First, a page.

Saturday June 25 2011

David Quinn’s analysis of the Magdalene Laundries adds to the public’s confusion about these institutions (“Magdalene inquiry must lift veil and uncloak anti-Catholic myths,” June 17, 2011).

He is factually incorrect when he states that the Irish Human Rights Commission (IHRC) sent its published Assessment to the UN Committee Against Torture (UNCAT).

The UNCAT recommendation came on foot of a submission by Justice for Magdalenes (JFM), the survivor advocacy group.

Mr Quinn is correct in his assertion that there is nothing essentially Irish or Catholic about these institutions.

Nevertheless Ireland’s Catholic Magdalene institutions retained at least three distinct characteristics, foremost of which was their longevity — the last one closed its doors in October 1996.

Secondly, the nature of these institutions changed at the turn of the 20th Century — formerly they were rehabilitative and oftentimes short-term refuges; latterly they became more punitive on the one hand and often long-term and life-long places of confinement.

Thirdly, the population of women entering the Laundries became ever more diverse after 1922 as the nuns sought to secure a workforce for their commercial, for-profit enterprises.

This unpaid workforce included unmarried mothers, women found guilty of crimes by the courts, young girls transferred from industrial and reformatory schools, women on remand and on probation, women referred to as “mental defectives” and “simpletons,” and so-called “voluntary” committals brought to the laundries by family members, the local priest, a social worker, the local garda, an employer, or teacher.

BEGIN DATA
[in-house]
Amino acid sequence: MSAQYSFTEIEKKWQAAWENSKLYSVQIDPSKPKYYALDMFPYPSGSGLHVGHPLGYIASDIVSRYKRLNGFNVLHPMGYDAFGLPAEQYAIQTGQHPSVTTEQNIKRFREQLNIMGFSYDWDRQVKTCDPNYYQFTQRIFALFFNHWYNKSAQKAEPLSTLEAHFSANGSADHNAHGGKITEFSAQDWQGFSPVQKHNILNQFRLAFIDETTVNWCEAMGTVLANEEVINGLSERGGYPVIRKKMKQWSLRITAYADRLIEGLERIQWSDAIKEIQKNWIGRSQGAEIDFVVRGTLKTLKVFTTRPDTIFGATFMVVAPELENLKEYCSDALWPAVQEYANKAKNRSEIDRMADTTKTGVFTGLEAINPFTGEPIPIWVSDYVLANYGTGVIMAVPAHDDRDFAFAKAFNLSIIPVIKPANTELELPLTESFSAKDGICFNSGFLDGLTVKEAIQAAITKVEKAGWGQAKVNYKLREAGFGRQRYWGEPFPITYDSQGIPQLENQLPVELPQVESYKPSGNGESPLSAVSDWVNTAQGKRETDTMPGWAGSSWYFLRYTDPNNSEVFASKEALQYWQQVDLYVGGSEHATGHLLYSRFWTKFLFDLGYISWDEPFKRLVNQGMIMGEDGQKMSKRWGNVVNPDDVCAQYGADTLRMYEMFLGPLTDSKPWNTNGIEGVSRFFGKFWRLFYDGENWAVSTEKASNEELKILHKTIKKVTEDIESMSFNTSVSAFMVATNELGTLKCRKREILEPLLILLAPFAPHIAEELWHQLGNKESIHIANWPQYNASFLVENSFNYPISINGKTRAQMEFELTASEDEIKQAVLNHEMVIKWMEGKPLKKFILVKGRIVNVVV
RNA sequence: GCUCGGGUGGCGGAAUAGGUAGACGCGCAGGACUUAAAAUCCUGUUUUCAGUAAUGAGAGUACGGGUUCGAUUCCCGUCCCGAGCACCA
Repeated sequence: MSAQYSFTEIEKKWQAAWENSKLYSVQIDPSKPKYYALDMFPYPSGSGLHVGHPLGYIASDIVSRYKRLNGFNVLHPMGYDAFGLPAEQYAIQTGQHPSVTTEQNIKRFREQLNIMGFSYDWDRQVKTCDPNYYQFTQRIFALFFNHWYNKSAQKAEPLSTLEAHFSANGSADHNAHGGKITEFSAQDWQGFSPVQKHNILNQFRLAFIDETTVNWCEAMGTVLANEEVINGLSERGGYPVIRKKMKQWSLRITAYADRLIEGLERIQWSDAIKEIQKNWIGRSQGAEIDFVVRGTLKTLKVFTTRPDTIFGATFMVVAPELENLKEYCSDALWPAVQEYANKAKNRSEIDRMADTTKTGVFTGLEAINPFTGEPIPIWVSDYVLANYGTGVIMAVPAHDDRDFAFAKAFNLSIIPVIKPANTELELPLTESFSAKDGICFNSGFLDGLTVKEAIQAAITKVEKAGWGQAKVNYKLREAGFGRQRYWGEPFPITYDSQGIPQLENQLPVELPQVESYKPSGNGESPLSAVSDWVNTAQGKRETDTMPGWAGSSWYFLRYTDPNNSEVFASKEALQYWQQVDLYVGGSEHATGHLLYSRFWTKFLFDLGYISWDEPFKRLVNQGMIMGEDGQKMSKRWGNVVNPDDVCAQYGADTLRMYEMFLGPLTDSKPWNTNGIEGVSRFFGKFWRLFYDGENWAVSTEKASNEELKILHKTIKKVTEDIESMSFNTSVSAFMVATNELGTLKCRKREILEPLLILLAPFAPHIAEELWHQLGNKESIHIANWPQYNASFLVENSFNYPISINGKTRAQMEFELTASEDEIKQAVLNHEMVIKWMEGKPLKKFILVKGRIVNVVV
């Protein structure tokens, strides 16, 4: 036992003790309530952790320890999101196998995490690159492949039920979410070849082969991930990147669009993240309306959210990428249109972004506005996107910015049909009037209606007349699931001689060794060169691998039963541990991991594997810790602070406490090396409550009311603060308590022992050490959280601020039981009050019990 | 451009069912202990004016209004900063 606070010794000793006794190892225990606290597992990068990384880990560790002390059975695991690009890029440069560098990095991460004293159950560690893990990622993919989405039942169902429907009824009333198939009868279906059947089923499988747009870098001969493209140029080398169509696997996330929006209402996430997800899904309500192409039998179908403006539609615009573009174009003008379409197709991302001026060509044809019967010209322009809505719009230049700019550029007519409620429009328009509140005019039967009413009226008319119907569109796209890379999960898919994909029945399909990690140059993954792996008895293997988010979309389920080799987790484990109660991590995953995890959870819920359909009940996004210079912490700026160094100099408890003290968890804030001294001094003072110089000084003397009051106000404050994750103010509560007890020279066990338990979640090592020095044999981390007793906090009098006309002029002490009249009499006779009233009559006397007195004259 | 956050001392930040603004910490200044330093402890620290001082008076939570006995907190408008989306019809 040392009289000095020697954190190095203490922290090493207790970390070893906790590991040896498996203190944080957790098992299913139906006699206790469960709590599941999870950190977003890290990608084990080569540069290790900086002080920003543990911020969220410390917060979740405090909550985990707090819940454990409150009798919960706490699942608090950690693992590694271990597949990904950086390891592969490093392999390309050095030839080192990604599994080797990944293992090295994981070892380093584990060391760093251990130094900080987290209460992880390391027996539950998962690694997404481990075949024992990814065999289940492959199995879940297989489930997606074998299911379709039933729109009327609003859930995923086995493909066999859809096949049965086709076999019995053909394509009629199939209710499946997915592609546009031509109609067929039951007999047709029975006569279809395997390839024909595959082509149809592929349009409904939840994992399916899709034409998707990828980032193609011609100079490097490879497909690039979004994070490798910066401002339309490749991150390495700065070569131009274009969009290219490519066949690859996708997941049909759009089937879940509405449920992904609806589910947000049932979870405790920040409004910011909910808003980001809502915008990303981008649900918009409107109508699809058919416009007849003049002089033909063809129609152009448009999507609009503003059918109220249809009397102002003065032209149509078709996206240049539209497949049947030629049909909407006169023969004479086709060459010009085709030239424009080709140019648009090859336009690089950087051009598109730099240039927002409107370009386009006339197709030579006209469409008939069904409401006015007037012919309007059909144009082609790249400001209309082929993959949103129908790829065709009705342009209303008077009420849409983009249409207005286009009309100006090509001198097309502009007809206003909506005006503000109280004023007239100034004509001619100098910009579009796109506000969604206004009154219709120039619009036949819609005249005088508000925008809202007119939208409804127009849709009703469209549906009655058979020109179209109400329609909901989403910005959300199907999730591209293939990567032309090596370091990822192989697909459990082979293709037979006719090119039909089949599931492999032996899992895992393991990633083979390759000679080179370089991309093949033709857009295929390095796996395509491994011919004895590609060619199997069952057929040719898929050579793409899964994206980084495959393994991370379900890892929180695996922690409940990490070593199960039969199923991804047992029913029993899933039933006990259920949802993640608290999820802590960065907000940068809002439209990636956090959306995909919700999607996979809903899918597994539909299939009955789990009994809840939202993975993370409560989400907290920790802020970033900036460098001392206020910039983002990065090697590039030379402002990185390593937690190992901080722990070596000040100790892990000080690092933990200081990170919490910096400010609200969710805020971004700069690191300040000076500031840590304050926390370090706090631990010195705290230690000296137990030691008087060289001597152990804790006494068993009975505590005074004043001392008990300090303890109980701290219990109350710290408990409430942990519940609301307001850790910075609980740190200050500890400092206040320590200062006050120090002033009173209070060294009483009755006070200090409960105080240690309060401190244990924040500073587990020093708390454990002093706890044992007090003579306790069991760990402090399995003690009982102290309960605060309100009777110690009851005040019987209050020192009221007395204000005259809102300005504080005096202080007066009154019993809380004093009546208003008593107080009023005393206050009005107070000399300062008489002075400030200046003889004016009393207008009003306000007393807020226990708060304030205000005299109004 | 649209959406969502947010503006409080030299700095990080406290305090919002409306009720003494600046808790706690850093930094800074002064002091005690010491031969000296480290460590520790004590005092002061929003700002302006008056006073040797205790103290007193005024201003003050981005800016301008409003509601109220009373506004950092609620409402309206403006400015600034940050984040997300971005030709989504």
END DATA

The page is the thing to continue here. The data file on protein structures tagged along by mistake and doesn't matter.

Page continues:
Finally, myths about the laundries feed off the religious orders’ refusal to provide access to post-1900 records. Because there can be no official history, there are no answers to important questions.

These facts we do know: the 1901 and 1911 census data reveals that there were 912 and 1,094 women respectively in the 10 Catholic Magdalene Laundries that would continue to operate after 1922.

In 1956, the Irish Catholic Directory reported a capacity of 945 at these same 10 homes. Between 1926 and 1963, the Irish courts referred at least 54 women to Catholic Magdalene Laundries.

In March 1944, there were 19 women “on probation” at Magdalene laundries and other religious convents.

Mr Quinn concluded his article stating that: “If this new inquiry does its work properly it will provide a fully rounded picture of the Magdalene asylums.”

When we met with him last year, Cardinal Sean Brady characterised JFM’s presentation of our campaign as “fair and balanced” and encouraged us to continue working toward “a just solution” to the Magdalene Laundries scandal.

That is precisely what this campaign is all about.

Dr James M Smith
Associate Professor, English Department and Irish Studies ProgramME, Boston College, USA


1 Response » to “We need clarity on the Magdalene Laundries”

  1. Raymond says:

    I am puzzled that I could not find the references on this site, to the infamous and ill-fated SYMPHYSYOTOMIES. Last week, I discovered another new word (no suprise though for not knowing, as this was a Stricly-and-Only Irish procedure, or as described in the Irish Times, a “figment of the Irish imagination”): PUBIOTOMY. A quick glance at the newspaper revealed 3 (THREE) horrendous stories on these lines. It was like reading LOG ENTRIES FROM THE NUREMBERG TRIALS !

    IN MY RELENTLESS EFFORTS TO “RE-SENSITIZE” THE IRISH PEOPLE, I want to place the following link here:

    Please bear in mind:
    Nuremberg – Auschwitz – Nazis – Treblinka – Bergen-Belsen – Mengele – and the Irish Gulag, the Church-State.

    and the next day:

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